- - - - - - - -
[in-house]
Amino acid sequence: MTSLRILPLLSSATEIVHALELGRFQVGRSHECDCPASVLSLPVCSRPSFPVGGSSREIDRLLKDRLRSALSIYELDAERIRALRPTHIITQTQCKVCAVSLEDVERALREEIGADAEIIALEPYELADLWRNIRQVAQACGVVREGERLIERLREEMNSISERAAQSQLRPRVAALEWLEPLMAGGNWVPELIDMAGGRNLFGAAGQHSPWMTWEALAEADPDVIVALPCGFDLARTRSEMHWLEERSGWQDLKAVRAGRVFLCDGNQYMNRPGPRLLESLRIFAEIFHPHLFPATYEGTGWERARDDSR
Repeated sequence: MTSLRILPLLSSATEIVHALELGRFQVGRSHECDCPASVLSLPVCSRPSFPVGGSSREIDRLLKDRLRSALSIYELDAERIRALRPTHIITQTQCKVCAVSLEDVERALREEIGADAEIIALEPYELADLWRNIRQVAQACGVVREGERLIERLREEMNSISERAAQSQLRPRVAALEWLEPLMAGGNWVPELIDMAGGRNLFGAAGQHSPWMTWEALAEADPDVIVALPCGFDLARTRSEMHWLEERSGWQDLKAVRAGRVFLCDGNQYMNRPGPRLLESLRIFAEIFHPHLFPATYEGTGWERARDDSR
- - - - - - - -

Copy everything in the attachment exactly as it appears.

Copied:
[in-house]
Amino acid sequence: MTSLRILPLLSSATEIVHALELGRFQVGRSHECDCPASVLSLPVCSRPSFPVGGSSREIDRLLKDRLRSALSIYELDAERIRALRPTHIITQTQCKVCAVSLEDVERALREEIGADAEIIALEPYELADLWRNIRQVAQACGVVREGERLIERLREEMNSISERAAQSQLRPRVAALEWLEPLMAGGNWVPELIDMAGGRNLFGAAGQHSPWMTWEALAEADPDVIVALPCGFDLARTRSEMHWLEERSGWQDLKAVRAGRVFLCDGNQYMNRPGPRLLESLRIFAEIFHPHLFPATYEGTGWERARDDSR
Repeated sequence: MTSLRILPLLSSATEIVHALELGRFQVGRSHECDCPASVLSLPVCSRPSFPVGGSSREIDRLLKDRLRSALSIYELDAERIRALRPTHIITQTQCKVCAVSLEDVERALREEIGADAEIIALEPYELADLWRNIRQVAQACGVVREGERLIERLREEMNSISERAAQSQLRPRVAALEWLEPLMAGGNWVPELIDMAGGRNLFGAAGQHSPWMTWEALAEADPDVIVALPCGFDLARTRSEMHWLEERSGWQDLKAVRAGRVFLCDGNQYMNRPGPRLLESLRIFAEIFHPHLFPATYEGTGWERARDDSR